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A new world?: Social media protest against Nestle may have longstanding ramifications

Protest could change the palm oil industry and wake the world up to the power of ‘social media’.

The online protest over Nestle’s use of palm oil linked to deforestation in Indonesia continues unabated over the weekend. One only needed to check-in on the Nestle’s Facebook fan page to see that anger and frustration over the company’s palm oil sourcing policies, as well as its attempts to censor a Greenpeace video (and comments online), has sparked a social media protest that is noteworthy for its vehemence, its length, and its bringing to light the issue of palm oil and deforestation to a broader public.

While, the ramifications of this protest—and Nestle’s inability to handle the situation—will not be completely known for awhile, it could have widespread implications for the palm oil industry (and companies sourcing them). But on a bigger scale, the protest being undertaken on so-called ‘social media’ sites such as Facebook, Twitter, Reddit, and Care2, is an indication of the changing way organizations and individuals are showing their displeasure to giant multi-billion dollar corporations.

The palm oil debate widens and intensifies

Deforestation for a new oil palm plantation at the edge of Gunung Leuser National Park on the island of Sumatra in Indonesia. Photo by: Rhett A. Butler.

While the protest is targeting Nestle, it may have ramification far behind the candy-giant. After this week any company sourcing palm oil from areas of the world—such as Malaysia and Indonesia—where deforestation is still rampant and species like orangutans are on the edge of extinction, may want to double-check (and triple-check) the reputation of their suppliers. Better yet, they may want to shell-out a bit more for sustainable palm oil, since it may actually save them money (and face) in the long run.

Already, a number of western companies have been dropping suppliers of palm oil that have links to illegal deforestation. Following a BBC documentary on palm oil, giant food and cosmetics-manufacturer Unilever dropped Duta Palma and PT Smart; prior to this Unilever dropped Sinar Mas (the supplier that got Nestle in hot water). Last year, the World Bank suspended lending to all oil palm plantation projects, after one of its recipients, the Wilmar Group, was found to be environmentally irresponsible. Cadbury New Zealand dumped palm oil altogether after consumer complaints.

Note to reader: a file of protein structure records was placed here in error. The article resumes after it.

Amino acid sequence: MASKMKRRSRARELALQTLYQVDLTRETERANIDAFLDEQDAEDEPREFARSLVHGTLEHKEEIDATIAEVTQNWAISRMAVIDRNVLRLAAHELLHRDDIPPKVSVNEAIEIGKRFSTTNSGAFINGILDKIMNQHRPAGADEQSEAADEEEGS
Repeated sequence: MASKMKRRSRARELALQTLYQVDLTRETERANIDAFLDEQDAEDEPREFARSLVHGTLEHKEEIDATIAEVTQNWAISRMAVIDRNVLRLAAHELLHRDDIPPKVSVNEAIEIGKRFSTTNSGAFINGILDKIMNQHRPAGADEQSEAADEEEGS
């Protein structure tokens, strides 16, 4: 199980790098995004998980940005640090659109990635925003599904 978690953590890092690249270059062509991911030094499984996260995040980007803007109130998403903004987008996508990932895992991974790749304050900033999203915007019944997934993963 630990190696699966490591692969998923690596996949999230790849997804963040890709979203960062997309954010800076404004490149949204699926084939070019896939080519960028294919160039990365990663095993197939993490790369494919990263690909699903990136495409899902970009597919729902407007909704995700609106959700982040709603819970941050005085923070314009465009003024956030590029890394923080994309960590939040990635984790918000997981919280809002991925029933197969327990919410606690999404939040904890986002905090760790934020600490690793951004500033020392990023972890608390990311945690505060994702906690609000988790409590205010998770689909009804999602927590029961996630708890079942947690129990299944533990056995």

While these actions show that some companies are sensitive to the palm oil-debate, this new protest is bringing the issue to a far wider audience, likely putting additional pressure on corporations still sourcing palm oil from environmentally-suspect sources, such as General Mills which was recently the target of a protest by the Rainforest Action Network (RAN). It may also spike demand for sustainable palm oil.

At first, sustainable palm oil, overseen by the Roundtable on Sustainable Palm Oil (RSPO) had difficulty finding a market since it is more expensive than unsustainable palm oil and companies (as well as consumers) didn’t want to foot the bill. But by February of this year the market for sustainable palm and its production were nearly evenly matched.

The orangutan has become the symbol of the protest against unsustainable palm oil. The Sumatran orangutan, pictured here, is Critically Endangered, largely due to habitat loss. Photo by: Rhett A. Butler.

Now, though the outlook for sustainable palm oil from a business-angle may be far brighter. The continuing negative press may push more companies than ever to decide that it is very much in their interest to pay a little extra for sustainable sources rather than face the prospect of becoming another Nestle. Sustainable palm oil may suddenly see its demand far outshoot its production, at least in the near term.

Yet even sustainable palm oil, courtesy of the RSPO, has many detractors, especially as some RSPO members allegedly continue to clear high conservation value forests for monoculture plantations. For its part, RSPO says it continues to work on its certification process.

Social Media and Big Business

Another possible outcome of this protest: social media protests may have come of age. Even five years ago a protest of this scale on ‘social media’ sites—mostly on Facebook and Twitter, but also appearing on Care2 and Reddit—would not have been possible, but this protest proves that these sites can have a big impact. Where else can individuals instantly criticize multi-billion dollar corporations to their collective face, and then invite hundreds (maybe even thousands) of their acquaintances to take up the cause?